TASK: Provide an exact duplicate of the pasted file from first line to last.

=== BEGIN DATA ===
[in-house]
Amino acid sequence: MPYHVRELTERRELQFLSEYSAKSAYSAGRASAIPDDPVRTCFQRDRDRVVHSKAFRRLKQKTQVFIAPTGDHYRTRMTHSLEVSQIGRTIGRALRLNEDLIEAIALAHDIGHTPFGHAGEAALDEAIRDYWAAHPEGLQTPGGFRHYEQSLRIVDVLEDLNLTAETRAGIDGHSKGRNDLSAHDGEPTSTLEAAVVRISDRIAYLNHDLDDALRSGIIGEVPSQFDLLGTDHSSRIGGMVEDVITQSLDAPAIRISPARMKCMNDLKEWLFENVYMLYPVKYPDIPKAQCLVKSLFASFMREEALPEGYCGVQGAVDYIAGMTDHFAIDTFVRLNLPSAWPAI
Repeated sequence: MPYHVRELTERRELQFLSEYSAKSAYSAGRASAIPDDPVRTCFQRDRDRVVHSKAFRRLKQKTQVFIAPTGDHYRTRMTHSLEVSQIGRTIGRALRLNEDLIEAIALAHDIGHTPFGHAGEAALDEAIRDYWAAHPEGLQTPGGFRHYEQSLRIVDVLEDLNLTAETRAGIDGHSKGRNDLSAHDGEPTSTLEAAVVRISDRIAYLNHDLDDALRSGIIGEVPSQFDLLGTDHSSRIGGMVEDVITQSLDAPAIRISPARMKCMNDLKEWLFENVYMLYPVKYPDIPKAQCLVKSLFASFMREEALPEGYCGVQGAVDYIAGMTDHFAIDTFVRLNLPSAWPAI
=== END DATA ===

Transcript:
[in-house]
Amino acid sequence: MPYHVRELTERRELQFLSEYSAKSAYSAGRASAIPDDPVRTCFQRDRDRVVHSKAFRRLKQKTQVFIAPTGDHYRTRMTHSLEVSQIGRTIGRALRLNEDLIEAIALAHDIGHTPFGHAGEAALDEAIRDYWAAHPEGLQTPGGFRHYEQSLRIVDVLEDLNLTAETRAGIDGHSKGRNDLSAHDGEPTSTLEAAVVRISDRIAYLNHDLDDALRSGIIGEVPSQFDLLGTDHSSRIGGMVEDVITQSLDAPAIRISPARMKCMNDLKEWLFENVYMLYPVKYPDIPKAQCLVKSLFASFMREEALPEGYCGVQGAVDYIAGMTDHFAIDTFVRLNLPSAWPAI
Repeated sequence: MPYHVRELTERRELQFLSEYSAKSAYSAGRASAIPDDPVRTCFQRDRDRVVHSKAFRRLKQKTQVFIAPTGDHYRTRMTHSLEVSQIGRTIGRALRLNEDLIEAIALAHDIGHTPFGHAGEAALDEAIRDYWAAHPEGLQTPGGFRHYEQSLRIVDVLEDLNLTAETRAGIDGHSKGRNDLSAHDGEPTSTLEAAVVRISDRIAYLNHDLDDALRSGIIGEVPSQFDLLGTDHSSRIGGMVEDVITQSLDAPAIRISPARMKCMNDLKEWLFENVYMLYPVKYPDIPKAQCLVKSLFASFMREEALPEGYCGVQGAVDYIAGMTDHFAIDTFVRLNLPSAWPAI